Feeds

HOT SWEATY RACKS blamed for Outlook.com, Hotmail MELTDOWN

Firmware cock-up cooked servers in data-centre oven

Reducing the cost and complexity of web vulnerability management

Microsoft has admitted a dodgy firmware upgrade cooked its servers and knocked its Hotmail and Outlook.com email services offline for 16 hours.

In a postmortem examination of the disaster, the Windows 8 giant said a software upgrade for its data centre equipment - an update that had worked successfully in the past - failed unexpectedly on the afternoon of Tuesday, 12 March. The cock-up resulted in a “rapid and substantial temperature spike” in the hall housing the websites' servers.

Microsoft did not say in which of its many data centres the machines are based. The company's online storage service Skydrive was also affected but brought back online faster than its web siblings.

The Hotmail and Outlook.com rack-mounted computers weren't the only systems getting hot under the collar: irate users vented on Twitter their displeasure at being unable to access their emails for nearly a full day.

Microsoft veep Arthur de Haan said the soaring mercury triggered unspecified “safeguards” in the data centre that shut down the sweating servers before the fault turned really nasty - albeit without switching to the backup:

These safeguards prevented access to mailboxes housed on these servers and also prevented any other pieces of our infrastructure to automatically failover and allow continued access. This area of the datacenter houses parts of the Hotmail.com, Outlook.com, and SkyDrive infrastructure, and so some people trying to access those services were impacted.

De Haan’s analysis continued in torturously overworked prose to explain that, in non-technical terms, some techies tried turning it off and back on again to fix it. The exec himself put it thus: “There was a mix of infrastructure software and human intervention that was needed to bring the core infrastructure back online."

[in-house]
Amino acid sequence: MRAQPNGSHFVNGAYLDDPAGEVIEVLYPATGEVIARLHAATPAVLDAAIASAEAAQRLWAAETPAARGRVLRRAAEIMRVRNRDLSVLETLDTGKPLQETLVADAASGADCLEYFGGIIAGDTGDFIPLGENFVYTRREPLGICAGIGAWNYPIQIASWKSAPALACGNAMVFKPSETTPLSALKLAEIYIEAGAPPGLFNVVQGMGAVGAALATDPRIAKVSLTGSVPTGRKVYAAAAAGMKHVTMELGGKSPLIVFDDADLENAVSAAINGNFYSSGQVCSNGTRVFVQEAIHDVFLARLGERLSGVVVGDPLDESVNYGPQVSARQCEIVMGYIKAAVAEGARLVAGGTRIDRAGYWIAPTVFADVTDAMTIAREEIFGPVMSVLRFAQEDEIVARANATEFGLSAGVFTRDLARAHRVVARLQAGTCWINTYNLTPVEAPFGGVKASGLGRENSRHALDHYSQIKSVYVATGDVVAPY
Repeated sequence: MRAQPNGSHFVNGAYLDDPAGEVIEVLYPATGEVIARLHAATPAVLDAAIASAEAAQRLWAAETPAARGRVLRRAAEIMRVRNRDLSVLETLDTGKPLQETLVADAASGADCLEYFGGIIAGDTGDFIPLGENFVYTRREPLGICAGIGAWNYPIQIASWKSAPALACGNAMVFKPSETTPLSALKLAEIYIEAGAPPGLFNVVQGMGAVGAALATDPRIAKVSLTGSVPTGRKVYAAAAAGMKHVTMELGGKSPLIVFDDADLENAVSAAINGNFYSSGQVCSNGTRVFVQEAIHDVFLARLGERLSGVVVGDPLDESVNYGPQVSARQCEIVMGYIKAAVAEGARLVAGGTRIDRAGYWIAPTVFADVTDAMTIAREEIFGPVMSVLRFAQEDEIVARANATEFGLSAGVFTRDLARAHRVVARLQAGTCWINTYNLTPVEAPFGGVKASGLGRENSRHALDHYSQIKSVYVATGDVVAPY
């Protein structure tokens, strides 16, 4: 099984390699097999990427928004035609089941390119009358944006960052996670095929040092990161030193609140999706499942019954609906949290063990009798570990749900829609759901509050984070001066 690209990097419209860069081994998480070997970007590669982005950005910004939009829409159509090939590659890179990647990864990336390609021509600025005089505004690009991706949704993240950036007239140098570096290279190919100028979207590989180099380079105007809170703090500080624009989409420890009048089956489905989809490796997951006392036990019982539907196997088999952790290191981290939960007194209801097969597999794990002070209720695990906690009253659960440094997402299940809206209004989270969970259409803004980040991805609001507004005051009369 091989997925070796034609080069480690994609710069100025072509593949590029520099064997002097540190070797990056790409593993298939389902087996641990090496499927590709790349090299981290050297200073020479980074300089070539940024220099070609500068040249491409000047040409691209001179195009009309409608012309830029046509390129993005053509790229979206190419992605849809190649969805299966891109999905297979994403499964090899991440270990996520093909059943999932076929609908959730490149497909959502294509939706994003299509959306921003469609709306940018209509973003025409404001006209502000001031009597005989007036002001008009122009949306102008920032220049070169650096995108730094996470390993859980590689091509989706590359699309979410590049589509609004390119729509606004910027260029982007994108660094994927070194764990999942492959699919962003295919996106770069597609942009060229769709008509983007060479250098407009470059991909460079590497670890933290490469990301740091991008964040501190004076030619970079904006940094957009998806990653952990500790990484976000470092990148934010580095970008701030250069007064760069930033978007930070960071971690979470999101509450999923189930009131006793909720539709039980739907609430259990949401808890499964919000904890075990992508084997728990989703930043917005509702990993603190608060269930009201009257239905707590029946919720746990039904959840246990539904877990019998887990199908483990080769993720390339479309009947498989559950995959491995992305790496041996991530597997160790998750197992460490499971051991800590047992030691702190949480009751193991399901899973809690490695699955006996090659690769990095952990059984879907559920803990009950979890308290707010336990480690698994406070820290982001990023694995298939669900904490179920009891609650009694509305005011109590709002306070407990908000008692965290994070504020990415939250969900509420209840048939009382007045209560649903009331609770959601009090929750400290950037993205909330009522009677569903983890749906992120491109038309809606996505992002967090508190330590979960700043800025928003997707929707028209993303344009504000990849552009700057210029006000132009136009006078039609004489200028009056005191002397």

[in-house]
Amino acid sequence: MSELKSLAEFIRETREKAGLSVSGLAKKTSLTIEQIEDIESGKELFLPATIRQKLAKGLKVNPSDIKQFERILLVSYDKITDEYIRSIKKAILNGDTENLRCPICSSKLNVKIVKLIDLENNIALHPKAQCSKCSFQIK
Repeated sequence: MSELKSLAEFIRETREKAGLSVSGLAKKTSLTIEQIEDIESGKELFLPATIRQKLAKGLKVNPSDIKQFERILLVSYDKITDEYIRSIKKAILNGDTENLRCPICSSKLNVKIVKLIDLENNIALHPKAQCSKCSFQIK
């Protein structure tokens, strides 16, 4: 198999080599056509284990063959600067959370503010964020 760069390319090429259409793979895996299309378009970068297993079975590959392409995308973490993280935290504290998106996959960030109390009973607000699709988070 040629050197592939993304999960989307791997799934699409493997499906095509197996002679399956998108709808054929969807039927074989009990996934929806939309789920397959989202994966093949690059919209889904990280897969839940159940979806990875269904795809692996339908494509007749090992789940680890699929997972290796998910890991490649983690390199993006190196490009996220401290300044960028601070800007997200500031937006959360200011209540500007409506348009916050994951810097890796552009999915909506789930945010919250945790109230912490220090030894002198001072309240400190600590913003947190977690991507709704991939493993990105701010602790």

His explanation was infused with standard-issue corporate-grade apologies and attempts to play down the impact of the outage. De Haan said the vast majority of Hotmail, Outlook.com and Skydrive users weren’t affected, adding that Microsoft “sincerely apologises" and takes any downtime “very seriously”.

The problem hit Hotmail accounts being migrated to Outlook.com and is the second such failure in less than two months. Microsoft’s goal is to transfer all 360 million Hotmail inboxes by the summer. Hotmail is still the world's largest free email service.

The fact that a regular firmware update had near-disastrous consequences should raise a few eyebrows: after all, cloud-based services are, by design, supposed to keep ticking even if they take a kicking without outsiders noticing. ®

Reducing the cost and complexity of web vulnerability management

More from The Register

next story
Wanna keep your data for 1,000 YEARS? No? Hard luck, HDS wants you to anyway
Combine Blu-ray and M-DISC and you get this monster
US boffins demo 'twisted radio' mux
OAM takes wireless signals to 32 Gbps
Apple flops out 2FA for iCloud in bid to stop future nude selfie leaks
Millions of 4chan users howl with laughter as Cupertino slams stable door
Students playing with impressive racks? Yes, it's cluster comp time
The most comprehensive coverage the world has ever seen. Ever
Run little spreadsheet, run! IBM's Watson is coming to gobble you up
Big Blue's big super's big appetite for big data in big clouds for big analytics
Seagate's triple-headed Cerberus could SAVE the DISK WORLD
... and possibly bring us even more HAMR time. Yay!
prev story

Whitepapers

Secure remote control for conventional and virtual desktops
Balancing user privacy and privileged access, in accordance with compliance frameworks and legislation. Evaluating any potential remote control choice.
WIN a very cool portable ZX Spectrum
Win a one-off portable Spectrum built by legendary hardware hacker Ben Heck
Intelligent flash storage arrays
Tegile Intelligent Storage Arrays with IntelliFlash helps IT boost storage utilization and effciency while delivering unmatched storage savings and performance.
High Performance for All
While HPC is not new, it has traditionally been seen as a specialist area – is it now geared up to meet more mainstream requirements?
Beginner's guide to SSL certificates
De-mystify the technology involved and give you the information you need to make the best decision when considering your online security options.